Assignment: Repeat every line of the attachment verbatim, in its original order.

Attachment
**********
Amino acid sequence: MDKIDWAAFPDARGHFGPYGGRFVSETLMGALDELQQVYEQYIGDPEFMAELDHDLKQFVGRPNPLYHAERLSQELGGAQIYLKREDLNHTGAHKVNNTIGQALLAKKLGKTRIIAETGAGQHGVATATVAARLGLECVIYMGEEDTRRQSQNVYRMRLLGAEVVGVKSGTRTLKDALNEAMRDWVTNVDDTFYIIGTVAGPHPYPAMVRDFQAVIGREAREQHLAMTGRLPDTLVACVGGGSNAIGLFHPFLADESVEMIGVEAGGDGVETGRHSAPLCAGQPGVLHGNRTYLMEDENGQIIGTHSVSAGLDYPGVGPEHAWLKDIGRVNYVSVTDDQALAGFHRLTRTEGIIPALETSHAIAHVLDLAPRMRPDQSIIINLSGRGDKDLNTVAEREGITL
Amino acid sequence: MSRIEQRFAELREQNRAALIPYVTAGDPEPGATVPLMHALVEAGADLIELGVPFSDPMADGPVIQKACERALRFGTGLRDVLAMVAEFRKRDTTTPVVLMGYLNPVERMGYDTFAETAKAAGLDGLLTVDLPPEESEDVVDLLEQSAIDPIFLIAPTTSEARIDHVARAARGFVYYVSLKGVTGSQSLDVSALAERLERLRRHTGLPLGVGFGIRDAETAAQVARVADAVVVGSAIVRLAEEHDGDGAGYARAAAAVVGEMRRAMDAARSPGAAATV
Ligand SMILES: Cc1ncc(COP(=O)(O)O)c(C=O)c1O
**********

Amino acid sequence: MDKIDWAAFPDARGHFGPYGGRFVSETLMGALDELQQVYEQYIGDPEFMAELDHDLKQFVGRPNPLYHAERLSQELGGAQIYLKREDLNHTGAHKVNNTIGQALLAKKLGKTRIIAETGAGQHGVATATVAARLGLECVIYMGEEDTRRQSQNVYRMRLLGAEVVGVKSGTRTLKDALNEAMRDWVTNVDDTFYIIGTVAGPHPYPAMVRDFQAVIGREAREQHLAMTGRLPDTLVACVGGGSNAIGLFHPFLADESVEMIGVEAGGDGVETGRHSAPLCAGQPGVLHGNRTYLMEDENGQIIGTHSVSAGLDYPGVGPEHAWLKDIGRVNYVSVTDDQALAGFHRLTRTEGIIPALETSHAIAHVLDLAPRMRPDQSIIINLSGRGDKDLNTVAEREGITL
Amino acid sequence: MSRIEQRFAELREQNRAALIPYVTAGDPEPGATVPLMHALVEAGADLIELGVPFSDPMADGPVIQKACERALRFGTGLRDVLAMVAEFRKRDTTTPVVLMGYLNPVERMGYDTFAETAKAAGLDGLLTVDLPPEESEDVVDLLEQSAIDPIFLIAPTTSEARIDHVARAARGFVYYVSLKGVTGSQSLDVSALAERLERLRRHTGLPLGVGFGIRDAETAAQVARVADAVVVGSAIVRLAEEHDGDGAGYARAAAAVVGEMRRAMDAARSPGAAATV
Ligand SMILES: Cc1ncc(COP(=O)(O)O)c(C=O)c1O